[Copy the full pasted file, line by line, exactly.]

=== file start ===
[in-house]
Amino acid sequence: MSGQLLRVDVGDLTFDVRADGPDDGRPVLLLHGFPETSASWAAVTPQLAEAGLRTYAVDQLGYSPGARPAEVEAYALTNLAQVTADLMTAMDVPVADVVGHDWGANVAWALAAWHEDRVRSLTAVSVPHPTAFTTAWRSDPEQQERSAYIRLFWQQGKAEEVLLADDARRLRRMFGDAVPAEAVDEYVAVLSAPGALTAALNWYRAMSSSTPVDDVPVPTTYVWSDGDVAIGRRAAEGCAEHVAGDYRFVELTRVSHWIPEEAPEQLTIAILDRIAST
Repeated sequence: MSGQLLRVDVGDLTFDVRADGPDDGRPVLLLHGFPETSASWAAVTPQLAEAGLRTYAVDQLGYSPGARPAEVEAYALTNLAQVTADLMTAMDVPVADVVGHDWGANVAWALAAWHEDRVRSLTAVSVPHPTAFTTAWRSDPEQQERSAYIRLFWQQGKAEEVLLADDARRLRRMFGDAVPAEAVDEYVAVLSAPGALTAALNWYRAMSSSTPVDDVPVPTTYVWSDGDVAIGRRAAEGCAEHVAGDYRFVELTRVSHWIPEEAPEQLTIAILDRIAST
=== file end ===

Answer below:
[in-house]
Amino acid sequence: MSGQLLRVDVGDLTFDVRADGPDDGRPVLLLHGFPETSASWAAVTPQLAEAGLRTYAVDQLGYSPGARPAEVEAYALTNLAQVTADLMTAMDVPVADVVGHDWGANVAWALAAWHEDRVRSLTAVSVPHPTAFTTAWRSDPEQQERSAYIRLFWQQGKAEEVLLADDARRLRRMFGDAVPAEAVDEYVAVLSAPGALTAALNWYRAMSSSTPVDDVPVPTTYVWSDGDVAIGRRAAEGCAEHVAGDYRFVELTRVSHWIPEEAPEQLTIAILDRIAST
Repeated sequence: MSGQLLRVDVGDLTFDVRADGPDDGRPVLLLHGFPETSASWAAVTPQLAEAGLRTYAVDQLGYSPGARPAEVEAYALTNLAQVTADLMTAMDVPVADVVGHDWGANVAWALAAWHEDRVRSLTAVSVPHPTAFTTAWRSDPEQQERSAYIRLFWQQGKAEEVLLADDARRLRRMFGDAVPAEAVDEYVAVLSAPGALTAALNWYRAMSSSTPVDDVPVPTTYVWSDGDVAIGRRAAEGCAEHVAGDYRFVELTRVSHWIPEEAPEQLTIAILDRIAST